• Join over 1.2 million students every month
  • Accelerate your learning by 29%
  • Unlimited access from just £6.99 per month

Oscar wilde

Extracts from this document...

Introduction

Oscar Wilde Oscar O'flahertie wills Wilde was born into an Anglo Irish family on the 6th of October 1854 in Dublin. He lived at 21 Westland Row with his father Sir William Wilde and his mother Jane Francesca Elgee who was married to William Wilde. Jane Wilde was a successful writer she was also known as 'Speranza' and was an Irish nationalist. Sir William Wilde was Irelands leading ear and eye surgeon, he also wrote books on archaeology and folklore. In June 1855, when Oscar was one years of age the family moved to number one Merrion Square. This was a fashionable place to live, Jane Wilde would hold afternoon salon tea parties, and she would often invite Sheridan Le Fanu, an Irish writer of Gothic tales and mystery novels, Samuel Lever, son of Jacob lever, Isaac Butt, the founder and first leader of a number of parties and organizations, including the Irish Metropolitan Conservative Society and Samuel Ferguson, an Irish poet, barrister, antiquarian, artist and public servant. Oscar was home schooled until the age of nine, when he was nine he joined Portora Royal School in Enniskillen, Fermanagh until he was sixteen. ...read more.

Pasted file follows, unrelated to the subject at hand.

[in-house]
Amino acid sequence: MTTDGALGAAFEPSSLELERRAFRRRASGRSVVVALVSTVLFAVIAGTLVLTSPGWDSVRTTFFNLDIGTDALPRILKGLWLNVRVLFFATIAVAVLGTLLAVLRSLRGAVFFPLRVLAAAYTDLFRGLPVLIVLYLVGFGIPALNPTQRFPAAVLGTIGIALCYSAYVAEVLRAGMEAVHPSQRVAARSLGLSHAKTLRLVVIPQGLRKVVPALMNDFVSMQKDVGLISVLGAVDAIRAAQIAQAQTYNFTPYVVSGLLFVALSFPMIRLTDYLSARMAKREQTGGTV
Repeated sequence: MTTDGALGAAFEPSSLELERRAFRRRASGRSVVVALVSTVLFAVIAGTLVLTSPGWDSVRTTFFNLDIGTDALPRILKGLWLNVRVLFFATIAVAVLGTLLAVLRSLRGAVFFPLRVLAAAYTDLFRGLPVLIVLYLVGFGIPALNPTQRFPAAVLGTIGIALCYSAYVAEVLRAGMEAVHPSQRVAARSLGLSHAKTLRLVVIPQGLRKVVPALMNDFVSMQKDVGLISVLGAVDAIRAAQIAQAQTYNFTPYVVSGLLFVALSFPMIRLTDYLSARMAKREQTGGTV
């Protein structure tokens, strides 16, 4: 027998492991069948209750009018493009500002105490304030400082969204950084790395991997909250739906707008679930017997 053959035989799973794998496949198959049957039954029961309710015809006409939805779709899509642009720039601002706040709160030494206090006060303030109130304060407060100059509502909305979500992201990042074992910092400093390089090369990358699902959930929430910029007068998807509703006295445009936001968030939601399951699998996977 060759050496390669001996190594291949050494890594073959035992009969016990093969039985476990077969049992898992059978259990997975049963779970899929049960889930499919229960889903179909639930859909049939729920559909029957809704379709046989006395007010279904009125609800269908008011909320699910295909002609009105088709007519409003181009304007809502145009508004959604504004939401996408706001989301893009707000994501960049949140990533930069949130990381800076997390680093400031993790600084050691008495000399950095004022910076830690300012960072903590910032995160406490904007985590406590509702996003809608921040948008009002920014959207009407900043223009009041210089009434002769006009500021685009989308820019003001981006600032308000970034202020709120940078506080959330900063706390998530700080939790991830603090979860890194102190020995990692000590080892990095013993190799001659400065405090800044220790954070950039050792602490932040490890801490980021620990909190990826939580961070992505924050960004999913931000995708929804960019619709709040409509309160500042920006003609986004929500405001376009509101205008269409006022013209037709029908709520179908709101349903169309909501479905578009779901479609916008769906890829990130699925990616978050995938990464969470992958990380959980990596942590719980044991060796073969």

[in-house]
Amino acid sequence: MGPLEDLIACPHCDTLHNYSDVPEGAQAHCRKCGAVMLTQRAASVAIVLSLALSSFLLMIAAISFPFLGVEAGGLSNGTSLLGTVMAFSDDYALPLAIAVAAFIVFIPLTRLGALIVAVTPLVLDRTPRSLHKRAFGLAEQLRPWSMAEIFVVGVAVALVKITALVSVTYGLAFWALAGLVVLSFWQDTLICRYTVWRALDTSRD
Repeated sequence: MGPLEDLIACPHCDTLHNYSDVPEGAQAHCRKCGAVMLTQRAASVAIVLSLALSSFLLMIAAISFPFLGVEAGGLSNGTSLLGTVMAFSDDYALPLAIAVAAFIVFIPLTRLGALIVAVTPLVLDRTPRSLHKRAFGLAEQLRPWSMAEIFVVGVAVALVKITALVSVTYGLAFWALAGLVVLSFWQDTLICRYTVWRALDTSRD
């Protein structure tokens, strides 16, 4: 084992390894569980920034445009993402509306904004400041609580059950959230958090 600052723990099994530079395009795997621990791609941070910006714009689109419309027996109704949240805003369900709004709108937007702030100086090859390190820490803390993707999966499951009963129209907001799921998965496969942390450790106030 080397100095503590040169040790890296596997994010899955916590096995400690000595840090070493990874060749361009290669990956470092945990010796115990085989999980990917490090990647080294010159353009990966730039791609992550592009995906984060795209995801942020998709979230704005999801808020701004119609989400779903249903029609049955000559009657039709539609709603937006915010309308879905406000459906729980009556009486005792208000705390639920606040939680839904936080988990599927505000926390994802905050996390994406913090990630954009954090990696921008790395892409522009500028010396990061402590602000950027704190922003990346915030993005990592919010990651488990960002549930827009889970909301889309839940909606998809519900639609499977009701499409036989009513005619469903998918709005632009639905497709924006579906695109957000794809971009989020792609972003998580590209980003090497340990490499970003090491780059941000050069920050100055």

Middle

He studied at Moor Fields eye hospital in London, when William was twenty-two he got a medical degree from the Royal College of Surgeons in Ireland, and at twenty-eight he graduated as a doctor. In 1844 he also founded St. Mark's Ophthalmic Hospital, which was built, at his own expense. William also wrote two books, in 1841 he became the medical advicer to the Irish Census and became assistant commissioner to the 1851 Census, William also served as Oculist in ordinary to Queen Victoria. In 1841 he was awarded knighthood for his medical contributions and his involvements with the Census. Before William married he had three children, Henry Wilson who was born in 1838, Emily Wilde who was born in 1847 and Mary Wilde who was born in 1849. William paid for Henry's education, Henry helped with the practice so William could travel. William traveled to Scandinavia and got an honorary degree from Uppsala. Emily and Mary were both looked after by Henry's brother, they both died in a fire. Mary died at the age of twenty-two and Emily died at twenty-four. ...read more.